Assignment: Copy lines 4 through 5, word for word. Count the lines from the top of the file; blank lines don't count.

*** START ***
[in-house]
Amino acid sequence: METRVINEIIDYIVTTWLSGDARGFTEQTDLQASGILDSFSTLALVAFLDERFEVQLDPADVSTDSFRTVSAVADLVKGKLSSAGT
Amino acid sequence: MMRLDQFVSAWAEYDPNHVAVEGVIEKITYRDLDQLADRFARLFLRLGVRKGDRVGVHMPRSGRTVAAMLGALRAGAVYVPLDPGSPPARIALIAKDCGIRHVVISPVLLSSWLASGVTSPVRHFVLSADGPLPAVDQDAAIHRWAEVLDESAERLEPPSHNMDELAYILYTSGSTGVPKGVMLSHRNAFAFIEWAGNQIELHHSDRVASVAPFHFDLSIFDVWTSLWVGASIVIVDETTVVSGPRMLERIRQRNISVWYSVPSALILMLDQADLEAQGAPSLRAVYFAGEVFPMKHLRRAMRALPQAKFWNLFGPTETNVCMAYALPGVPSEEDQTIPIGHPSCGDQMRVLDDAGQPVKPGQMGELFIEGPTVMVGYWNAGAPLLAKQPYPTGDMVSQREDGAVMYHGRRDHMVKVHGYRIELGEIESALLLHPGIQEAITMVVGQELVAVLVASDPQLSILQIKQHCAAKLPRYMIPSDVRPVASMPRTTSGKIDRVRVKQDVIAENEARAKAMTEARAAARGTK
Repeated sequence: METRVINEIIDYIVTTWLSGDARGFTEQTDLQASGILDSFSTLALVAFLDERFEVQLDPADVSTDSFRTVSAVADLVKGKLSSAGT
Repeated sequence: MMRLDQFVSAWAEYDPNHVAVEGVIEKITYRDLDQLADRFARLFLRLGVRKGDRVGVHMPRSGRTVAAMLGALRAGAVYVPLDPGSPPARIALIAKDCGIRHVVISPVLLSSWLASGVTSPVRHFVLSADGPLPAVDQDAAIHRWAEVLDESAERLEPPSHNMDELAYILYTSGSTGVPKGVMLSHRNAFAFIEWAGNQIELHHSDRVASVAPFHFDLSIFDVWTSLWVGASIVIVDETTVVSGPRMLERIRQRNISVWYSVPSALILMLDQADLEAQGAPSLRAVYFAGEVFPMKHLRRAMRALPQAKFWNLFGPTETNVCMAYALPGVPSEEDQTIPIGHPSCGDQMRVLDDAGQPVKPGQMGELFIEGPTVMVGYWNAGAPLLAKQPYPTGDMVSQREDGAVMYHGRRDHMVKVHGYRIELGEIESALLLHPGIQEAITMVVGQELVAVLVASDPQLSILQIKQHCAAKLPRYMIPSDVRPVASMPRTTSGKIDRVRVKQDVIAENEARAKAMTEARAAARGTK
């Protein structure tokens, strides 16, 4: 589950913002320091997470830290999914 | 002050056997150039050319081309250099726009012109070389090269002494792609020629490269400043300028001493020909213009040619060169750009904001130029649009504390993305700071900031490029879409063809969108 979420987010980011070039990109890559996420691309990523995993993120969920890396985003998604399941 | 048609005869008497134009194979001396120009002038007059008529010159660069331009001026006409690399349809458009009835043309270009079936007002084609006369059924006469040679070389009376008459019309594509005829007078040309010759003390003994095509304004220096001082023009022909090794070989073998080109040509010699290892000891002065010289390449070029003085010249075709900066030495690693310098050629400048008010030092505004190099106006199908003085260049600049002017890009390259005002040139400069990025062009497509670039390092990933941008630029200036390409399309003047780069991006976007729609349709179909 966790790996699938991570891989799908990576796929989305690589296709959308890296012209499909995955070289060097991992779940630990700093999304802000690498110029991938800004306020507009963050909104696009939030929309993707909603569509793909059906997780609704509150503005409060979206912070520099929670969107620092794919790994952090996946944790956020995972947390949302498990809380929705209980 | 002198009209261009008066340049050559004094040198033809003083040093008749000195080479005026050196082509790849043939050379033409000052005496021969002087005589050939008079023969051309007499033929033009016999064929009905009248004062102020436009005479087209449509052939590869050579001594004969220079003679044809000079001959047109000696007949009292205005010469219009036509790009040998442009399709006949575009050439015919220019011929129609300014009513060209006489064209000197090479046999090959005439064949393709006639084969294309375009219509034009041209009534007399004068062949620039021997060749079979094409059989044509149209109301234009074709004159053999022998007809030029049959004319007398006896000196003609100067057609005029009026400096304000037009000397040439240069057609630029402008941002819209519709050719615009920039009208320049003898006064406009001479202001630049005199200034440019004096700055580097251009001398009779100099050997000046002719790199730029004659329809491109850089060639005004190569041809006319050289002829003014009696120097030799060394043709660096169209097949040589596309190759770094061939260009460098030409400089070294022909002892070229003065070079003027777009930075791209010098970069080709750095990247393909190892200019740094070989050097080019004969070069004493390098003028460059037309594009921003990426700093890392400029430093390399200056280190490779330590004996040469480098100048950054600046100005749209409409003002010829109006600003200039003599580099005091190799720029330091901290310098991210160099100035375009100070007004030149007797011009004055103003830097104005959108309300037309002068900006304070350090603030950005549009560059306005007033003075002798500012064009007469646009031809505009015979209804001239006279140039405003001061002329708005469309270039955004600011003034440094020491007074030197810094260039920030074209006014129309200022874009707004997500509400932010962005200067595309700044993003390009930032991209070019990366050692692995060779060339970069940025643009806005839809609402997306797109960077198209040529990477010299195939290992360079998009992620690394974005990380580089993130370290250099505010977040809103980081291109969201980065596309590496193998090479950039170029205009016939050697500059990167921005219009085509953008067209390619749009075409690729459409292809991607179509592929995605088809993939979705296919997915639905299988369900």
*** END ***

Repeated sequence: METRVINEIIDYIVTTWLSGDARGFTEQTDLQASGILDSFSTLALVAFLDERFEVQLDPADVSTDSFRTVSAVADLVKGKLSSAGT
Repeated sequence: MMRLDQFVSAWAEYDPNHVAVEGVIEKITYRDLDQLADRFARLFLRLGVRKGDRVGVHMPRSGRTVAAMLGALRAGAVYVPLDPGSPPARIALIAKDCGIRHVVISPVLLSSWLASGVTSPVRHFVLSADGPLPAVDQDAAIHRWAEVLDESAERLEPPSHNMDELAYILYTSGSTGVPKGVMLSHRNAFAFIEWAGNQIELHHSDRVASVAPFHFDLSIFDVWTSLWVGASIVIVDETTVVSGPRMLERIRQRNISVWYSVPSALILMLDQADLEAQGAPSLRAVYFAGEVFPMKHLRRAMRALPQAKFWNLFGPTETNVCMAYALPGVPSEEDQTIPIGHPSCGDQMRVLDDAGQPVKPGQMGELFIEGPTVMVGYWNAGAPLLAKQPYPTGDMVSQREDGAVMYHGRRDHMVKVHGYRIELGEIESALLLHPGIQEAITMVVGQELVAVLVASDPQLSILQIKQHCAAKLPRYMIPSDVRPVASMPRTTSGKIDRVRVKQDVIAENEARAKAMTEARAAARGTK